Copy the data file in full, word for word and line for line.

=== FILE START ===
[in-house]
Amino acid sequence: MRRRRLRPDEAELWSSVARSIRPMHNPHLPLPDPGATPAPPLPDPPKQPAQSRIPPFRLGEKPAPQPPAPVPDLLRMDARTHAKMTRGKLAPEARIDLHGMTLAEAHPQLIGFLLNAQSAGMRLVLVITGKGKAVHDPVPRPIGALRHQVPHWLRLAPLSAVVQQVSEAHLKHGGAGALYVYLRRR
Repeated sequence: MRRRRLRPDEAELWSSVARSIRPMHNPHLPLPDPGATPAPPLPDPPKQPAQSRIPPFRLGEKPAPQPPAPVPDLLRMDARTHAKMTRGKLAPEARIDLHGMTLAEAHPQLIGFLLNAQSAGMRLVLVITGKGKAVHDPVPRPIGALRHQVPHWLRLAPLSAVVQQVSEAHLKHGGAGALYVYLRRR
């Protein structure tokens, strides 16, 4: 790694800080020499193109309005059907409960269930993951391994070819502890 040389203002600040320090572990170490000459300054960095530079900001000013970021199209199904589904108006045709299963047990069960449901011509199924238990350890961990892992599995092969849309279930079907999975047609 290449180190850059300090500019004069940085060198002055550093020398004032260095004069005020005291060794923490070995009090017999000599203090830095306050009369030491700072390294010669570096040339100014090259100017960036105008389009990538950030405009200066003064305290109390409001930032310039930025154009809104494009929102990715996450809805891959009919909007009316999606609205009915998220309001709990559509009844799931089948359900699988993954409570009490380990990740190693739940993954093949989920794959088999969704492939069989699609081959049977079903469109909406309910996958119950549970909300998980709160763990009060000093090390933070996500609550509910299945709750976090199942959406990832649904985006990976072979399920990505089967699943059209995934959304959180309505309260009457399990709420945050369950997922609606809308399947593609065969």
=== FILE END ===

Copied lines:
[in-house]
Amino acid sequence: MRRRRLRPDEAELWSSVARSIRPMHNPHLPLPDPGATPAPPLPDPPKQPAQSRIPPFRLGEKPAPQPPAPVPDLLRMDARTHAKMTRGKLAPEARIDLHGMTLAEAHPQLIGFLLNAQSAGMRLVLVITGKGKAVHDPVPRPIGALRHQVPHWLRLAPLSAVVQQVSEAHLKHGGAGALYVYLRRR
Repeated sequence: MRRRRLRPDEAELWSSVARSIRPMHNPHLPLPDPGATPAPPLPDPPKQPAQSRIPPFRLGEKPAPQPPAPVPDLLRMDARTHAKMTRGKLAPEARIDLHGMTLAEAHPQLIGFLLNAQSAGMRLVLVITGKGKAVHDPVPRPIGALRHQVPHWLRLAPLSAVVQQVSEAHLKHGGAGALYVYLRRR
């Protein structure tokens, strides 16, 4: 790694800080020499193109309005059907409960269930993951391994070819502890 040389203002600040320090572990170490000459300054960095530079900001000013970021199209199904589904108006045709299963047990069960449901011509199924238990350890961990892992599995092969849309279930079907999975047609 290449180190850059300090500019004069940085060198002055550093020398004032260095004069005020005291060794923490070995009090017999000599203090830095306050009369030491700072390294010669570096040339100014090259100017960036105008389009990538950030405009200066003064305290109390409001930032310039930025154009809104494009929102990715996450809805891959009919909007009316999606609205009915998220309001709990559509009844799931089948359900699988993954409570009490380990990740190693739940993954093949989920794959088999969704492939069989699609081959049977079903469109909406309910996958119950549970909300998980709160763990009060000093090390933070996500609550509910299945709750976090199942959406990832649904985006990976072979399920990505089967699943059209995934959304959180309505309260009457399990709420945050369950997922609606809308399947593609065969």